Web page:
Management costs as% of NHS Spend 3.7%3.6%3.5% 3.3%3.2% 3.4%3.4%3.2%

1.  2006-07 management costs figures have been adjusted to remove £33 million of redundancy costs. SHAs have fallen from £111 million to £81 million and PCTs have reduced from £1,119 million to £1,116 million.

2.  See notes given in written evidence Ev 183, table 98.

1.4  Non-NHS staff expenditure—Basically, it is the variation and proportion of pay spent on non-NHS staff in table 34c, indicating that South Yorkshire SHA spent 33.5% on agency staff compared to just 0.1% at North and East Yorkshire and North Lincolnshire SHA. This seems a huge variation between two strategic health authorities. Can you give us a note on it? (Q199)

  1.  South Yorkshire SHA has shown salaries and wages for non-NHS staff of £6,777,000 in 2005-06. This is because they hosted the NHS Electronic Staff Records (ESR) Central Team, which uses specialist agency staff. The ESR is nationally funded by the Department.

  2.  Of the total, spend on the NHS ESR Central Team accounts for £6,616,780 with the remaining £160,220 being for the SHA itself, which brings South Yorkshire SHA into line with other SHAs.

1.5  PFI—Could you send a note on Queen Elizabeth, Greenwich. It is not in my constituency but it is a very important local provider, and certainly the word is that they are stuck with a very expensive PFI that cannot be renegotiated (Q213)

  1.  The Department is familiar with the allegation that the PFI scheme at the Queen Elizabeth Hospitals NHS Trust (QEH) is putting them at a disadvantage when compared to other hospitals. We understand that this perceived discrepancy stems from a report done by external consultants for the trust at the end of last year in which it was stated that the trust had incurred additional costs of around £10 million under its PFI scheme. The Department have looked at this carefully and are certain that not all these costs are attributable directly to the PFI scheme, or that they would not have arisen had the scheme been built using public capital.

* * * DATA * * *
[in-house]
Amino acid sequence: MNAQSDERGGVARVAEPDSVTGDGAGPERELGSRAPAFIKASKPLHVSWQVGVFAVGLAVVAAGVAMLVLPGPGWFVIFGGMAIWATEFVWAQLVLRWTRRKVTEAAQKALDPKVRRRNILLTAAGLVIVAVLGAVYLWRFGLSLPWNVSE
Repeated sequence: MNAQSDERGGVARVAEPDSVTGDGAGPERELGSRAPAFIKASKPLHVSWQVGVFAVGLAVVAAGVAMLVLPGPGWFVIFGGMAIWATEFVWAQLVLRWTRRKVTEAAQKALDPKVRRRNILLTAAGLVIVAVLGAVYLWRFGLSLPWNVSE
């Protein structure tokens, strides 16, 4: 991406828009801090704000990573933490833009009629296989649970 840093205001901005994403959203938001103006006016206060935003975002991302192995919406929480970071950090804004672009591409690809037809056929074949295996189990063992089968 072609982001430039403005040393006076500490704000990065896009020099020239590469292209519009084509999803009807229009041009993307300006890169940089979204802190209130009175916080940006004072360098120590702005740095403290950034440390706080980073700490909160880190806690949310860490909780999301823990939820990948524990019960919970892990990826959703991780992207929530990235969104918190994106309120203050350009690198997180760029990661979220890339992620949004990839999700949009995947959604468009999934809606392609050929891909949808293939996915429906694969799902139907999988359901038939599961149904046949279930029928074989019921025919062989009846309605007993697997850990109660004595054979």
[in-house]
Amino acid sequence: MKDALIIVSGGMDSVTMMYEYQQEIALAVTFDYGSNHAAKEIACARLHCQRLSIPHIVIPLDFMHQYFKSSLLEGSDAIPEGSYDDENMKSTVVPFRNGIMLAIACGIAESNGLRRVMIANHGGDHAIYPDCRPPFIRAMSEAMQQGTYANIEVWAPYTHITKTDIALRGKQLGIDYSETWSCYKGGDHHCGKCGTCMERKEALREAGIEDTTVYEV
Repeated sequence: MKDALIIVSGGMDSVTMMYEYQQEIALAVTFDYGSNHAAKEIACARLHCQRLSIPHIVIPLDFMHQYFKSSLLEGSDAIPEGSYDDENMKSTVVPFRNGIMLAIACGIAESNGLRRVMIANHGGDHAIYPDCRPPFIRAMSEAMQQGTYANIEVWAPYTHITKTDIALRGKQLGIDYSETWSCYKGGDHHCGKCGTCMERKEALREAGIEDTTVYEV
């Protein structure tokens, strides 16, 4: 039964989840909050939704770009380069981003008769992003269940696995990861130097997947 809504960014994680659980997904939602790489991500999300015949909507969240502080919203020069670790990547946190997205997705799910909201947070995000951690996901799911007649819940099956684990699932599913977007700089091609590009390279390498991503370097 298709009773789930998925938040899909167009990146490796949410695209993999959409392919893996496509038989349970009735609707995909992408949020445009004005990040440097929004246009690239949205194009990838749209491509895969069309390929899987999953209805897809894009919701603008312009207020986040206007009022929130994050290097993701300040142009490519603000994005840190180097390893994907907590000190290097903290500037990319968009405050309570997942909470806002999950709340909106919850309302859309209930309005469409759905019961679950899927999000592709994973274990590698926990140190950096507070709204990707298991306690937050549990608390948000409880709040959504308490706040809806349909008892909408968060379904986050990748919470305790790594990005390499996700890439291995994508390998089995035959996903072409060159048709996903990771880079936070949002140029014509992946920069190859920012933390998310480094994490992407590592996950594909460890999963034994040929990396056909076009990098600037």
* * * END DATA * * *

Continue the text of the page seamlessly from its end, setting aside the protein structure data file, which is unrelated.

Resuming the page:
2.  There are two main ways in which a trust with a PFI scheme can renegotiate its contract. Firstly, the trust could elect to break the contract early, paying the private sector partner an amount commensurate with the amount payable over the outstanding contract term. Although this would be expensive, the cost of breaking a contract to the taxpayer would be no more under PFI than at a new public capital funded scheme.

  3.  Secondly, although tied to a contract, typically of 30 years, PFI is flexible and able to cater for changes to service requirements. If a trust wishes to obtain additional services or buildings from their private sector partner, they are able to do so via a variation to the contract. In doing so the trust concerned will obtain advice from an independent technical advisor to ensure that the amount quoted by the private sector, both in capital and ongoing revenue expenditure terms, is fair.

1.6  Car parking—I am going to digress for one moment because the Chairman has just mentioned parking fees. In our questionnaire we were very keen to try to find out what sort of profit the private contractors who are running the parking are taking. We just got figures for the income the NHS is getting from parking fees but we did not get an answer to the sort of profit that the parking providers are making. Is that something that is available or not? (Q310)

  1.  Data is collected centrally on the amount of income received annually by NHS trusts from car parking. However, no data is collected such that the level of profit can be calculated.

  2.  NHS trusts decide on the arrangements for car parking in the light of their particular circumstances. This can include direct management of the car parks by the trusts themselves or contracting with another organisation to provide the service. No data is collected centrally on how car-parking services are provided.

January 2008